Stranger in a strange land: Sheffield Wednesday

ALTHOUGH a battle would rage between Leeds and Sheffield if you ever suggested it, the club with the most gongs in Yorkshire is actually the Wednesday. Sheffield Wednesday have won eight major honours to Leeds United’s seven, although most of those trophies were lifted before the second world war. Sheffield United, their neighbours and red half of the steel city, have won five. Leeds, without doubt, are the closest the county has got to modern success, although their last piece of silverware was won in 1992.

Hillsborough has become a word that sends a chill up the spine of every football fan who remembers the days of precarious overcrowded terracing. There is a kind of horrific irony in the fact that the 1989 disaster took place at a time when football was staring into the abyss. 

The average attendance for the top flight in 1988-89 was 20,500 and Wednesday’s gates were just over 20,000. The most horrific and far-reaching catastrophe of the modern football era took place at a time when football grounds had never been less appealing. Not that Hillsborough was one of the worst stadiums, for it was always considered for FA Cup semi-finals and it hosted several games during Euro 96, but times were very different.

Hillsborough today remains a decent and capable arena and Wednesday still have the potential to be a very sizeable club. Sadly, they fall into the category of big also-rans, a status they have endured often over the past 50 years. The list of clubs in this bracket is extensive and seems to be getting more lengthy with time: Birmingham City, Nottingham Forest, Derby County, Stoke City, Newcastle United, Sunderland, Middlesbrough and so on.

Sheffield is a city that should host Premier League football on a regular basis. With a population of 530,000 people and two big clubs in Wednesday and United, it is not unreasonable to think that some modicum of success should come the city’s way. The last trophy to land up in Sheffield was the Football League Cup in 1991, won by Wednesday. That’s 30 long years ago. The last league title was won by Wednesday in 1930 and the last FA Cup triumph was also theirs in 1935. United’s last prize was the FA Cup in 1925 and their only title was won in 1898.

This season, Wednesday find themselves in league one thanks to a 12 point deduction that was later reduced to six. The penalty was punishment for breaching the EFL’s profitability and sustainability rules. Understandably, there is some bitterness and resentment, but Wednesday are too big to stay at this level for too long – at least that’s what the optimists believe.

While United were rubbing shoulders with the elite in 2020-21, Wednesday were last in the Premier League in 2000, so they have been in exile for over 20 years. The club’s finances have clearly suffered and in 2019-20, they made a pre-tax loss of £ 24.1 million. Their income totalled £ 21 million, but their wage bill was £ 33.5 million, a very worrying figure.

They haven’t uprooted any trees in 2021-22, so the mood at the recent home game with Gillingham was a little sombre and flat. Admittedly, it was Remembrance Weekend, but with the team just above mid-table and a little shot-shy (20 goals in 16), it was no surprise that Darren Moore’s side had drawn half of their games. They had only lost three league games and had gone seven games unbeaten, but those stalemates can be very damaging. Wednesday’s top scorer, Lee Gregory, had netted six goals before the Gillingham game, but he was unable to play in the game due to a calf injury. Gregory joined the club in the summer from Stoke City and has already become vital to Wednesday’s cause. They could have done with him.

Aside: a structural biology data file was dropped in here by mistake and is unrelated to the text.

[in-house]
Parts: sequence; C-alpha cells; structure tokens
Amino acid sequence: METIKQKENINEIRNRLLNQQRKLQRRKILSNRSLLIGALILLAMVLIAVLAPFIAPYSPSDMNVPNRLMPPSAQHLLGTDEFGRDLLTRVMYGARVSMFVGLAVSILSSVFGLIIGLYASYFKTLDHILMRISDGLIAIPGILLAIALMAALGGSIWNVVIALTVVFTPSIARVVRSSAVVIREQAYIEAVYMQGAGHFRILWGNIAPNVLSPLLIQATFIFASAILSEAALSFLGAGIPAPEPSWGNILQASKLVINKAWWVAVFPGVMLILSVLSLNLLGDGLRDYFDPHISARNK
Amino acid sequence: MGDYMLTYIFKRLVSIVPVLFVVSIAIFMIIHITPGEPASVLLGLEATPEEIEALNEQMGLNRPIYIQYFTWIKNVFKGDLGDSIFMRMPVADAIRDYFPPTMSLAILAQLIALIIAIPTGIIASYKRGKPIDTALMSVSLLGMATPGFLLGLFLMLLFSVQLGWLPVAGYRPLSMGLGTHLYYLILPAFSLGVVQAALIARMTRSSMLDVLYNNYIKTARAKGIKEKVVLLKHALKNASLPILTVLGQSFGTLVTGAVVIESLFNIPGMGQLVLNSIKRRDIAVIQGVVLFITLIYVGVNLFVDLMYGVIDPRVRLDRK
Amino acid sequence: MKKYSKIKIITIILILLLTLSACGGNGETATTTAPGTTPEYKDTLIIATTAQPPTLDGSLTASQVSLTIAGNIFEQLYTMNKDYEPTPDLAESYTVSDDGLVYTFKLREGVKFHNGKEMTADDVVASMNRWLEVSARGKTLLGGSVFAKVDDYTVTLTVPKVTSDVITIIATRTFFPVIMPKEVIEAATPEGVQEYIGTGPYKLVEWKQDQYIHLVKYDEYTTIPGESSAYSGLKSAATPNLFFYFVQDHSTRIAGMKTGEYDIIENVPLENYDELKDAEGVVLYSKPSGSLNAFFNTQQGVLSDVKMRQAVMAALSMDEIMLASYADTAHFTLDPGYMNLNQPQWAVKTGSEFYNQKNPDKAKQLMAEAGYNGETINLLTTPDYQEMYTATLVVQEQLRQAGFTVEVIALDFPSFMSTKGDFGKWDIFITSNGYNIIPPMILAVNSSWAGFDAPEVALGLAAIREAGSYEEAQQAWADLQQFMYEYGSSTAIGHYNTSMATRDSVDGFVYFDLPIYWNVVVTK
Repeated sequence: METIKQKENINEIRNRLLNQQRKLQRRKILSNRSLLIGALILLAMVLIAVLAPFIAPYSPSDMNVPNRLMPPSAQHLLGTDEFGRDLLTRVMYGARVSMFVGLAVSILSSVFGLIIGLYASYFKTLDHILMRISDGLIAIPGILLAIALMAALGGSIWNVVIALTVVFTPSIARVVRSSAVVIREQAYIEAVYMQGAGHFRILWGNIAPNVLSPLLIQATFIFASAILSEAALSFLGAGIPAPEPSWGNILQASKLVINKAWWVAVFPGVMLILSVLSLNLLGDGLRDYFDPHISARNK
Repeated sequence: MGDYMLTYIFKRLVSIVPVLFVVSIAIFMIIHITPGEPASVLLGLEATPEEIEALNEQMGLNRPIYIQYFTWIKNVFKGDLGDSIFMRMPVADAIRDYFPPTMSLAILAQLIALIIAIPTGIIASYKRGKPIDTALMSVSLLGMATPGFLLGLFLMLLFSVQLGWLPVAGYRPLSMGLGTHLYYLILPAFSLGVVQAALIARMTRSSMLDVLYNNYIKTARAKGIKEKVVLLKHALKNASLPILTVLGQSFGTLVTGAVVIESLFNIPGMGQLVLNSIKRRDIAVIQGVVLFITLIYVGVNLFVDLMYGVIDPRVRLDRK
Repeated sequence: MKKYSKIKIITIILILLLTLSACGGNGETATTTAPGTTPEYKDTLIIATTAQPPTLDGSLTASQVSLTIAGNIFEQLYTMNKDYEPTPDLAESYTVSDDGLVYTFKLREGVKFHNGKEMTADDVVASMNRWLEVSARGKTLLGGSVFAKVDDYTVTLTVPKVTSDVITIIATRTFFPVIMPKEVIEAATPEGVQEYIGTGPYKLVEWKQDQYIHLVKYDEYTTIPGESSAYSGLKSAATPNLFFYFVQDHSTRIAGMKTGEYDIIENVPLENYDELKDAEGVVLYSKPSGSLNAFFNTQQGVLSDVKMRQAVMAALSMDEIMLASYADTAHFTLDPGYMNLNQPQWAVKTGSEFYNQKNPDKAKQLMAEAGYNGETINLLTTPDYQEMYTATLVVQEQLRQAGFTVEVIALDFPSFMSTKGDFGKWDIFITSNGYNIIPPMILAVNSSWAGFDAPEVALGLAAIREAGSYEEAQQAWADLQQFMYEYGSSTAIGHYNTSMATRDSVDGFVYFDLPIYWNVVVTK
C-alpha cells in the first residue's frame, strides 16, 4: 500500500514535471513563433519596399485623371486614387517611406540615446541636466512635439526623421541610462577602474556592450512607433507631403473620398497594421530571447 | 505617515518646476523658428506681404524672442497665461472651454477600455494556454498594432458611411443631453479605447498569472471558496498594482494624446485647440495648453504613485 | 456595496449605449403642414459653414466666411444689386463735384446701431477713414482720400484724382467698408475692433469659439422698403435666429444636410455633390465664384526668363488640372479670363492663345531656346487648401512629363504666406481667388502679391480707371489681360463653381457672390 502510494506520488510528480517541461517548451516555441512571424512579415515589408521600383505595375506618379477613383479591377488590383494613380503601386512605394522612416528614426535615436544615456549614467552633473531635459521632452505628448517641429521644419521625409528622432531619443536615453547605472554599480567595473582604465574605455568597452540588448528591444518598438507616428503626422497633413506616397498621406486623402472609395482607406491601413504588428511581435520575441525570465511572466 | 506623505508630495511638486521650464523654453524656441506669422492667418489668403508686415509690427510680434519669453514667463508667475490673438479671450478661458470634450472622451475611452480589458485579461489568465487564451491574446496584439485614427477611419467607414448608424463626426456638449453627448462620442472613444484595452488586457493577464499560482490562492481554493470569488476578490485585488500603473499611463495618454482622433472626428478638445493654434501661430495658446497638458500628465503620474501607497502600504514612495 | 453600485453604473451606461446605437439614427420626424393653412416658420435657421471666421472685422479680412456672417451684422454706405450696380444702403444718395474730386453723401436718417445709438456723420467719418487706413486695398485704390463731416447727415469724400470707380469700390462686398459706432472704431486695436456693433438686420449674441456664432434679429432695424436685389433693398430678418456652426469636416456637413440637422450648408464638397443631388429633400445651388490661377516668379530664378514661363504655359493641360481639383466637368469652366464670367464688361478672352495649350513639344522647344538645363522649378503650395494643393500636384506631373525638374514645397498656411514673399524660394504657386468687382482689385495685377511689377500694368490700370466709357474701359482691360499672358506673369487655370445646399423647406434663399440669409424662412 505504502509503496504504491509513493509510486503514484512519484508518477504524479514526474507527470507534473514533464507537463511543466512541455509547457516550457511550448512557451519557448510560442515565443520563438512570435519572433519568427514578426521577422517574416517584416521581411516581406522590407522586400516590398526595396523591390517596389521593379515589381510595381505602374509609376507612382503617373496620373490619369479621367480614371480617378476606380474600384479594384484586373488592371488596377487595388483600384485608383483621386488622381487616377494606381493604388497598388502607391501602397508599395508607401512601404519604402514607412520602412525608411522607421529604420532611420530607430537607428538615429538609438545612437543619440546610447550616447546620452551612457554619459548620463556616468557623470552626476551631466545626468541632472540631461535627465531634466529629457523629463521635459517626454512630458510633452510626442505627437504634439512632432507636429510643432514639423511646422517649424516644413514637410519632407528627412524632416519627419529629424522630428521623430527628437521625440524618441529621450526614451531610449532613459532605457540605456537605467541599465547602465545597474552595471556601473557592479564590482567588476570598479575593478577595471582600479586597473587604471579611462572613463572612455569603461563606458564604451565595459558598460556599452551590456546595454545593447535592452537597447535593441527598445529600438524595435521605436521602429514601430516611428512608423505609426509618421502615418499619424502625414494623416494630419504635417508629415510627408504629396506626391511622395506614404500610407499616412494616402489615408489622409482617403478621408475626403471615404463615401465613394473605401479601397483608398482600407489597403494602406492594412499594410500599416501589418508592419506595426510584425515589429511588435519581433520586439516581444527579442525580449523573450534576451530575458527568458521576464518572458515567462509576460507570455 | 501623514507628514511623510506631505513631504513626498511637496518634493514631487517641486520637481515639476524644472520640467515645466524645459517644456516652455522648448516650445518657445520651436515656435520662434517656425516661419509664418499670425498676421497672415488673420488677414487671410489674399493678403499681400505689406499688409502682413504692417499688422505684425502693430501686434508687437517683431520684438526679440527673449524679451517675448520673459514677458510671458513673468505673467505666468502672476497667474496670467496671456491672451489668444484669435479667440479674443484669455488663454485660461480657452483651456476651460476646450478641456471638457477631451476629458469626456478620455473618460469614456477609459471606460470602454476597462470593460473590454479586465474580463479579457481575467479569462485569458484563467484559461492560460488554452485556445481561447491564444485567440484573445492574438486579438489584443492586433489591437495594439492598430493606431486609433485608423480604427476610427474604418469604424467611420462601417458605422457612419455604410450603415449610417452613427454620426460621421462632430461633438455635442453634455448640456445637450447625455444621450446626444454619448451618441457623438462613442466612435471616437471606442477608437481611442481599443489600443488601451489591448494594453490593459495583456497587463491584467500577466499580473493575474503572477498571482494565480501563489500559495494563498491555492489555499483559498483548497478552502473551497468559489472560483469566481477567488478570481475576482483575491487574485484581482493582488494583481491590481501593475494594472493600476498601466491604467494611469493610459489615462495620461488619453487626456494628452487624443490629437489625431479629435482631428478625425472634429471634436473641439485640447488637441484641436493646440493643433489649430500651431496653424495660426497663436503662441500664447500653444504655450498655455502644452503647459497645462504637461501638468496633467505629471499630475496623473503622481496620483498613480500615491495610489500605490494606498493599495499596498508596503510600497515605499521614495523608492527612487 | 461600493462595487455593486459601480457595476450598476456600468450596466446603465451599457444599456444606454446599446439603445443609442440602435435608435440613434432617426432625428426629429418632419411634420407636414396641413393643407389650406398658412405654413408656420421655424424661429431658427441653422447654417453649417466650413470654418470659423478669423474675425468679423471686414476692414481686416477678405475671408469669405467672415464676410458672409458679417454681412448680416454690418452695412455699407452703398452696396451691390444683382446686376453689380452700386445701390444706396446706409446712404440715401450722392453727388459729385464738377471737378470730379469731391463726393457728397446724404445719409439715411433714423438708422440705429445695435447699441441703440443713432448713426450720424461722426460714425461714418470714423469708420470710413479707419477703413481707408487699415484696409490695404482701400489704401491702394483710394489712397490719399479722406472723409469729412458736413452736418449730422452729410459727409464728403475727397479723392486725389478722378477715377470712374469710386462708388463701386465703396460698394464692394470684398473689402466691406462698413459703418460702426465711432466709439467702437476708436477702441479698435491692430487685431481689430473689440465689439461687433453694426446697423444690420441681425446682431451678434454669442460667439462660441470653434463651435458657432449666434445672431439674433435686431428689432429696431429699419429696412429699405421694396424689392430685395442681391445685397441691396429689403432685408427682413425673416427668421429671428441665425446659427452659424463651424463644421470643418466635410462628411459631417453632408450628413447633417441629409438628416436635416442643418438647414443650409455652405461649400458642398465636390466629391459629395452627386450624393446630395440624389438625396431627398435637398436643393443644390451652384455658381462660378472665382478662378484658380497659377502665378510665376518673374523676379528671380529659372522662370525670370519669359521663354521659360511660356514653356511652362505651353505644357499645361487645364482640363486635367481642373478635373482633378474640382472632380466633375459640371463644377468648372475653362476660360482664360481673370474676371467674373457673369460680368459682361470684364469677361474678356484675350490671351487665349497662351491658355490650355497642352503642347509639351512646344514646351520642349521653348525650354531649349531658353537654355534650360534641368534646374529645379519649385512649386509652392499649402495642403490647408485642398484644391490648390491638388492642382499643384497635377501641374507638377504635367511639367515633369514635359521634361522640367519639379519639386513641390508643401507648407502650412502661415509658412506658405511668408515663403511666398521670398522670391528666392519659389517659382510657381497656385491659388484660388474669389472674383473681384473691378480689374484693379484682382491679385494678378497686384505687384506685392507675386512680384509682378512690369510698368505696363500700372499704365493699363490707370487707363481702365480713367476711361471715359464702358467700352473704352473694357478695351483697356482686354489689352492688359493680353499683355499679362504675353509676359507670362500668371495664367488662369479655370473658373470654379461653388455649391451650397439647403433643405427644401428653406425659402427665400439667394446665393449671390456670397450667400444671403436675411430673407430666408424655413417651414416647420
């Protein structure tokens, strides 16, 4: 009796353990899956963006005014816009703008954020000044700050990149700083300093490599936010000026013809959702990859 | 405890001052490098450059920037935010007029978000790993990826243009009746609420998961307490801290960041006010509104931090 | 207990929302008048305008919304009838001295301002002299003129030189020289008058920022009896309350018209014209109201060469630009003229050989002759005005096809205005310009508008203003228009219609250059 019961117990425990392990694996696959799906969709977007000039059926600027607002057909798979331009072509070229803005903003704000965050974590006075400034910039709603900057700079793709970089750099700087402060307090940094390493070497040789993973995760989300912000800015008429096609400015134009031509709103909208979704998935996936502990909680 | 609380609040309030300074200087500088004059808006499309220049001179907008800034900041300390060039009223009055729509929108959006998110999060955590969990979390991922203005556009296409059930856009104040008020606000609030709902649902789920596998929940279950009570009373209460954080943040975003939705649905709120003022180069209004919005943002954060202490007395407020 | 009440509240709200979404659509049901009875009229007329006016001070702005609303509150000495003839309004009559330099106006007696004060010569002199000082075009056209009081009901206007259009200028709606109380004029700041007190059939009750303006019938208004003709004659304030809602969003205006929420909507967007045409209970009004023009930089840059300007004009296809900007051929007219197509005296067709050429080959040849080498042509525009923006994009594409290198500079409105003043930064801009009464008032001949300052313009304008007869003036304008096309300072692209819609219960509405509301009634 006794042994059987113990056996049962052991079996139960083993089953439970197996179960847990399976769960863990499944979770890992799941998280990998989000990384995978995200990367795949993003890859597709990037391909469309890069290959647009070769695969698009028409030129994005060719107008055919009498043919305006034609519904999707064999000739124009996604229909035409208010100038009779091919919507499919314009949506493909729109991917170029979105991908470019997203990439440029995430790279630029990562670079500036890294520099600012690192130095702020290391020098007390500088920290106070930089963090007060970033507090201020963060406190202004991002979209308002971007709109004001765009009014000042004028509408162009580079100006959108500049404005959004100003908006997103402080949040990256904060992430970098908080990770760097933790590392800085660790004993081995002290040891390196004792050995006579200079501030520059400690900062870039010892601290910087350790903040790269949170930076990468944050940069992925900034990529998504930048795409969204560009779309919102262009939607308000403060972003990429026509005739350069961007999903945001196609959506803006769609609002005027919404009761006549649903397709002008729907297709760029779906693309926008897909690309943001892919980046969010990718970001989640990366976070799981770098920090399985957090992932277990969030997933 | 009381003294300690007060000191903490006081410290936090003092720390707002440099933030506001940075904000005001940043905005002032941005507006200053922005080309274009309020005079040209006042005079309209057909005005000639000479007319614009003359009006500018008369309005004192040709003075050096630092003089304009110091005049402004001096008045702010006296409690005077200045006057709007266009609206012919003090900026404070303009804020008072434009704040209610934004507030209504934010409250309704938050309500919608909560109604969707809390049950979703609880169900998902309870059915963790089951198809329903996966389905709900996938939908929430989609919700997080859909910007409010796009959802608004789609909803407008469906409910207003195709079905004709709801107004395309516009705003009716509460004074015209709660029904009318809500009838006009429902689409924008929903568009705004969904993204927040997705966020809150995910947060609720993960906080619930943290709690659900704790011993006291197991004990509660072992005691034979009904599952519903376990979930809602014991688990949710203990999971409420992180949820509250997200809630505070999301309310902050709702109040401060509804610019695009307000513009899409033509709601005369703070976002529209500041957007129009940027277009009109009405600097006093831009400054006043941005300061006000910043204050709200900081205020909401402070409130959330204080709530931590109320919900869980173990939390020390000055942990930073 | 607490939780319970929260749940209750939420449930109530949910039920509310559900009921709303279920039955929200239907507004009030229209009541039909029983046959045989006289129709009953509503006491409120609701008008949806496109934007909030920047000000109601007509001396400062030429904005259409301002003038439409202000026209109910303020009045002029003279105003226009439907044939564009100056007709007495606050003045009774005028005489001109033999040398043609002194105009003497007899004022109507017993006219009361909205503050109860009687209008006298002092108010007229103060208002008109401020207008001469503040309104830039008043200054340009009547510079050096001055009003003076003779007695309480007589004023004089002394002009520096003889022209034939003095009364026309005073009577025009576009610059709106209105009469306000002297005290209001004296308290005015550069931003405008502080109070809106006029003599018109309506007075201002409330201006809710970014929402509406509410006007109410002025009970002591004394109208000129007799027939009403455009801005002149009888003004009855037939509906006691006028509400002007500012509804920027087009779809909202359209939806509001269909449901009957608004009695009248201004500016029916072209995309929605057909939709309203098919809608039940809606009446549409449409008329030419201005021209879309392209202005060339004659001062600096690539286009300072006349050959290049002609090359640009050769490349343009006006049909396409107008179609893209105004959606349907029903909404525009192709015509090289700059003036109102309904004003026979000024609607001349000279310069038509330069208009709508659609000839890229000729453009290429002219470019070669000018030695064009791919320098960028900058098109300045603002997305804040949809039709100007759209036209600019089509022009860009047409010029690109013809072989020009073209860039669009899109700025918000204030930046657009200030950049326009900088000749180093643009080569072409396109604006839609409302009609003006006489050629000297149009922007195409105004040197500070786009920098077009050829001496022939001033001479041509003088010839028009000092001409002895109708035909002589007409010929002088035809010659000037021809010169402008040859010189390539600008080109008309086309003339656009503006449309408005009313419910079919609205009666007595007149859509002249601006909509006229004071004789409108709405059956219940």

The game itself was a reminder that this was the third tier of the English game. Gillingham took the lead after 22 minutes through Vadaine Oliver, a neat finish permitted by a generous Wednesday defence. Earlier, the home side went close when Callum Paterson’s close range effort bounced off the post. It wasn’t until the 75thminute when Wednesday equalised, Barry Bannan’s shot rebounding to Florian Kamberi, who shot home from inside the area. That was it as far as entertainment went, it was not a classic game by any means. But Wednesday are not far away from being a reasonable side, they have lost just three times, after all. With a few more goals, they can be promotion contenders. A crowd of 20,000 helps support the narrative of a long lost status.

Perthaps this is why the locals seeed perpetually discontented, judging by the banter on the journey back to the centre of town. A trip from Hillsborough can include a tram journey, a highly civilised way to travel even if the carriages were full of supporters singing anti-United songs and gagging for their pre-match refreshments. They’re all the same, really, football fans.

Harrogate – the happy town waiting for league football

HARROGATE is synonymous with tea, relaxation and rising house prices. It’s rated as one of the happiest places in Britain and has a gentle, refined air about it, thanks to its heritage as a spa resort. Such a setting seems an unlikely backdrop for the latest new club to join the English Football League (EFL), but it will be no great surprise if the Yorkshire town becomes visiting fans’ favourite away day destination – when the world returns to somewhere near normality, that is.